In the Matter for Mount Carmel Medical Group (South Dublin) Ltd (In Liquidation) [2015] IEHC 450 the Irish High Court considered the issue of who is a data controller under data protection law in respect of data held by a company in liquidation.

The liquidators of Mount Carmel Hospital (Liquidators) sought a declaration that the statutory role of the data controller was transferred to St. James Hospital (SJH) along with the transfer of the patient's records to SJH, and that the Liquidators could have access to the patient data insofar as necessary for the purposes of the liquidation. These terms were set out in a draft contract between the parties.

In refusing the application, Keane J made the following three key points:

  • that "to declare that a person is not a data controller, as that term is defined under s. 1 of the DPA, in respect of the personal data relating to any data subject, is to make a binding determination that the data subject concerned has no data protection rights as against that person. Both s. 1 of the DPA and Article 2 of Directive 95/46 make it clear that the role of data controller in respect of any given personal data is not a singular one; it is perfectly possible for different persons to control the same personal data jointly".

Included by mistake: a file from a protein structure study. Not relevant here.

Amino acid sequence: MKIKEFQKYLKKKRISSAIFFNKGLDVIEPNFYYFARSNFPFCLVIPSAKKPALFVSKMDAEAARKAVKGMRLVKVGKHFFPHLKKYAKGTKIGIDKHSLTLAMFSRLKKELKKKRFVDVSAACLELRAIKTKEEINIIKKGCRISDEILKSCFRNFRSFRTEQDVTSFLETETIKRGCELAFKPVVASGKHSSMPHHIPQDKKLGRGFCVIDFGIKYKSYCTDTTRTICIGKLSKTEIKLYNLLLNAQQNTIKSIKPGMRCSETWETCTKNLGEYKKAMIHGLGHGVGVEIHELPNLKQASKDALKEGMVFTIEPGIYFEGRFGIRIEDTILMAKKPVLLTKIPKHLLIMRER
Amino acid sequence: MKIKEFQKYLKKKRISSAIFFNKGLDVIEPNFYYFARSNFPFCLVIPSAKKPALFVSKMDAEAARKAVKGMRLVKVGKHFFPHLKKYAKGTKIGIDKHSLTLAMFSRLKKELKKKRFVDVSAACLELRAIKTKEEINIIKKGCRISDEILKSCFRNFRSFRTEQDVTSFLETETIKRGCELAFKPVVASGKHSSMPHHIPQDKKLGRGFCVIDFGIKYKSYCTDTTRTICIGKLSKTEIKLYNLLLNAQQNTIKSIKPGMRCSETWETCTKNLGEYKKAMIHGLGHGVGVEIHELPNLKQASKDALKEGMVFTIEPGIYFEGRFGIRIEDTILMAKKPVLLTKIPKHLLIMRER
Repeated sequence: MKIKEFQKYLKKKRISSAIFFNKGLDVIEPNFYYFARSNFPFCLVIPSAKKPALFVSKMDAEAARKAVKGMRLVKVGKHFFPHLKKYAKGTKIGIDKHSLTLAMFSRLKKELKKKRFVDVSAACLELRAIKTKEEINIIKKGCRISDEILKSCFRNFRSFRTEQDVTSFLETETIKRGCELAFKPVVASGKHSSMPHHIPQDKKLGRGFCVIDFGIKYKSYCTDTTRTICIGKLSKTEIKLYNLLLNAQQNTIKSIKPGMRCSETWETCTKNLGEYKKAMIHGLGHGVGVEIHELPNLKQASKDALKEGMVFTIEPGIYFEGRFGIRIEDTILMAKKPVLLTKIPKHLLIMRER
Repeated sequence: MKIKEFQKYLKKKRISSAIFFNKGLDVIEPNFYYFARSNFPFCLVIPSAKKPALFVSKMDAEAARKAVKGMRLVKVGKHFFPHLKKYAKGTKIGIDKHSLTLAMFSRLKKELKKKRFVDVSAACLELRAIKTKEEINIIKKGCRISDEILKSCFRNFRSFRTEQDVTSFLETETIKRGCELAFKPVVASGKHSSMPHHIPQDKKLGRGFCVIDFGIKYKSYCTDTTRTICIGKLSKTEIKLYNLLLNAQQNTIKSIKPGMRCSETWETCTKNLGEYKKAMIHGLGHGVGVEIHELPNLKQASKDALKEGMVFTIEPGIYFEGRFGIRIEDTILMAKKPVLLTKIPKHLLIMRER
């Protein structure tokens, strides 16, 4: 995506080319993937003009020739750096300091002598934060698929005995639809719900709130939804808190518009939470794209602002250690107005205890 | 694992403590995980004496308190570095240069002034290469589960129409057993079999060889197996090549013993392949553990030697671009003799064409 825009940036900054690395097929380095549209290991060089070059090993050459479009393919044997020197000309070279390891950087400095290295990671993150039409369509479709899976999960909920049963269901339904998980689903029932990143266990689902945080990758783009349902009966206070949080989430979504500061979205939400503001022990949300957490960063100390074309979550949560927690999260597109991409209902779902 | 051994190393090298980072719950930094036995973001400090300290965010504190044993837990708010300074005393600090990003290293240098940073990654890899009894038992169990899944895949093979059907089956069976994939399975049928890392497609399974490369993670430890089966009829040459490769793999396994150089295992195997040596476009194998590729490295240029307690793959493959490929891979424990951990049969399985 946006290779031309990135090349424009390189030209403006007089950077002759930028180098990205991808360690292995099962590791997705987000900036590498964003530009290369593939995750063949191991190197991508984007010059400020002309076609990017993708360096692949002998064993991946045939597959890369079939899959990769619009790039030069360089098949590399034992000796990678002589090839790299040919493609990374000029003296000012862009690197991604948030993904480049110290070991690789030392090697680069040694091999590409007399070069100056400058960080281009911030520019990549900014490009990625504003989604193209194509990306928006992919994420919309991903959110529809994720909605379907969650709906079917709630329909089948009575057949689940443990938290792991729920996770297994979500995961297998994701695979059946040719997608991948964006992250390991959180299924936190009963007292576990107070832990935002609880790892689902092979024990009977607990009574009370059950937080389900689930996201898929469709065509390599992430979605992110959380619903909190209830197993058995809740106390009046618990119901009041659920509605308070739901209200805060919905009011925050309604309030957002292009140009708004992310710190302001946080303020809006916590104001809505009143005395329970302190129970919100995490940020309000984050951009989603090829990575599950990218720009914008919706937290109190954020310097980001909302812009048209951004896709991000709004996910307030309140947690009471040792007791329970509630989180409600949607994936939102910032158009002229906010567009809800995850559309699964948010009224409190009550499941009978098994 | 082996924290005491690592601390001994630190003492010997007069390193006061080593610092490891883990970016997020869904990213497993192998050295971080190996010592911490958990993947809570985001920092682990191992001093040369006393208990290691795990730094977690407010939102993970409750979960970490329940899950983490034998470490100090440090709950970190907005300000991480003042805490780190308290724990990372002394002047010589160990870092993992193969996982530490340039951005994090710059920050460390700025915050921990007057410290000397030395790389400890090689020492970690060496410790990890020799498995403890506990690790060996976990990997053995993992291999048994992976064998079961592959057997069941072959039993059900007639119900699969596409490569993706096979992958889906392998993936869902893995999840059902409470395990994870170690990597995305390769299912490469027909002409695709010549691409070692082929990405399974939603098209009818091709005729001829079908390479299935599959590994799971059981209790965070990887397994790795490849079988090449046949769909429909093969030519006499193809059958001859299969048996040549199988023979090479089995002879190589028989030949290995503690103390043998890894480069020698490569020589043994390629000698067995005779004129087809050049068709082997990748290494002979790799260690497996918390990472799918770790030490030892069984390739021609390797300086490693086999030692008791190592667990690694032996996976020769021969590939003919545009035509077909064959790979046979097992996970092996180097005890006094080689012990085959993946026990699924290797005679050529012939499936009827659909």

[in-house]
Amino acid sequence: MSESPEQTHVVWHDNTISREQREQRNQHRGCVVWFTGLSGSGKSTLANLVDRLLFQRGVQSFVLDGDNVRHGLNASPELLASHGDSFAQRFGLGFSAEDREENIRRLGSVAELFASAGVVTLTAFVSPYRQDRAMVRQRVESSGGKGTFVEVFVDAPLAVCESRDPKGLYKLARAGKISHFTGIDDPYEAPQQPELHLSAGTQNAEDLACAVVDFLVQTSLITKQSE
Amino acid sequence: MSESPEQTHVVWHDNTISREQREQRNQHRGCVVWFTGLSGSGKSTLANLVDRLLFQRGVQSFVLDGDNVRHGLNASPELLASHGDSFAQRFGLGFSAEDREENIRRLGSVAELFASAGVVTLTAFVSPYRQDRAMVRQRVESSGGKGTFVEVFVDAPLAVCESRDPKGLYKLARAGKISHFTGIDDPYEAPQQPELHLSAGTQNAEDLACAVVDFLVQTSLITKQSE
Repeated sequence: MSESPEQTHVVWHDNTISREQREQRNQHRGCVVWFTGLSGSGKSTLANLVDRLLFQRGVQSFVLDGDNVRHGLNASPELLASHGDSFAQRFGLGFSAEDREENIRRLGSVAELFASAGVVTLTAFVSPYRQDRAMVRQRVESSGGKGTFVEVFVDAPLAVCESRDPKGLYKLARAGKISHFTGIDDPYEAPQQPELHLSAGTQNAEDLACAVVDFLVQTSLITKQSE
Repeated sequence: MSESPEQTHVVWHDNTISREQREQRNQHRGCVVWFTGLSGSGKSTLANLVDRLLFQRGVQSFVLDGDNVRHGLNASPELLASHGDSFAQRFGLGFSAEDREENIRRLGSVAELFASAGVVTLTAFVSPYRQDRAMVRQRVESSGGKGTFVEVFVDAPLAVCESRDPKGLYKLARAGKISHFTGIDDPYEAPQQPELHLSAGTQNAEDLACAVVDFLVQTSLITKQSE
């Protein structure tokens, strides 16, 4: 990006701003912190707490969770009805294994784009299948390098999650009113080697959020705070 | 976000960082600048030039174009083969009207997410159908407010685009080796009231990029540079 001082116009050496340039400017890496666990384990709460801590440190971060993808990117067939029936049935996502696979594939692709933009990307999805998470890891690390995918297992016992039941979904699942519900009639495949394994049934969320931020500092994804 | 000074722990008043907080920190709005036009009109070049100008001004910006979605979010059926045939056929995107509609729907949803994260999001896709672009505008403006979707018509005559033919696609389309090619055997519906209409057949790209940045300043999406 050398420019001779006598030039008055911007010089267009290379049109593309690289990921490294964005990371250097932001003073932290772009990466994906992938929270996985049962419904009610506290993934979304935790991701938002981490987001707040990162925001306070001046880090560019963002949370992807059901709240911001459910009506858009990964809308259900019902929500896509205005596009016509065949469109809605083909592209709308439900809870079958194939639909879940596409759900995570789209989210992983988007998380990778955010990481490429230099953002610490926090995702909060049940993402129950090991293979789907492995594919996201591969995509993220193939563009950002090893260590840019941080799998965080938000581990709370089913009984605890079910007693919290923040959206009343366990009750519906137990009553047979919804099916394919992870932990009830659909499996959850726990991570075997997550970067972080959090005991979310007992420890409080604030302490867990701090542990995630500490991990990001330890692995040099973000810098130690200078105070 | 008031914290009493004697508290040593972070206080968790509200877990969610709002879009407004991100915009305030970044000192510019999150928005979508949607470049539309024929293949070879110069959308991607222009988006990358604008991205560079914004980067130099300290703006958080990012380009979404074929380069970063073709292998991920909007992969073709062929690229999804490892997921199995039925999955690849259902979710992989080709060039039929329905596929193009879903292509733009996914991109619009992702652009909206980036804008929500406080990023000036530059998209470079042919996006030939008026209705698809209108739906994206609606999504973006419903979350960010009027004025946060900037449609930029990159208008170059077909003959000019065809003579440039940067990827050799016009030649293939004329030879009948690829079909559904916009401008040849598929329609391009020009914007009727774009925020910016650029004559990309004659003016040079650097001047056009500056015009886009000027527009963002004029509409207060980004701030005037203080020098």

• The Court has no discretion either to artificially delimit the number of persons against whom data protection rights can be asserted or to nominate only certain persons within the data controller definition for that purpose.
  • The question of whether a person is a data controller is a question of fact based on the application of the definition contained in the Data Protections Acts 1988 and 2008.

A copy of the decision is available here.

Provided by Elaine Morrissey (emorrissey@dacbeachcroft.com) of DAC Beachcroft in Dublin, Ireland.

What action could be taken to manage risks that may arise from this development?

Companies should be reminded that it is not possible to contract out of a party’s obligations as data controller and its status will be a matter of fact rather than agreement.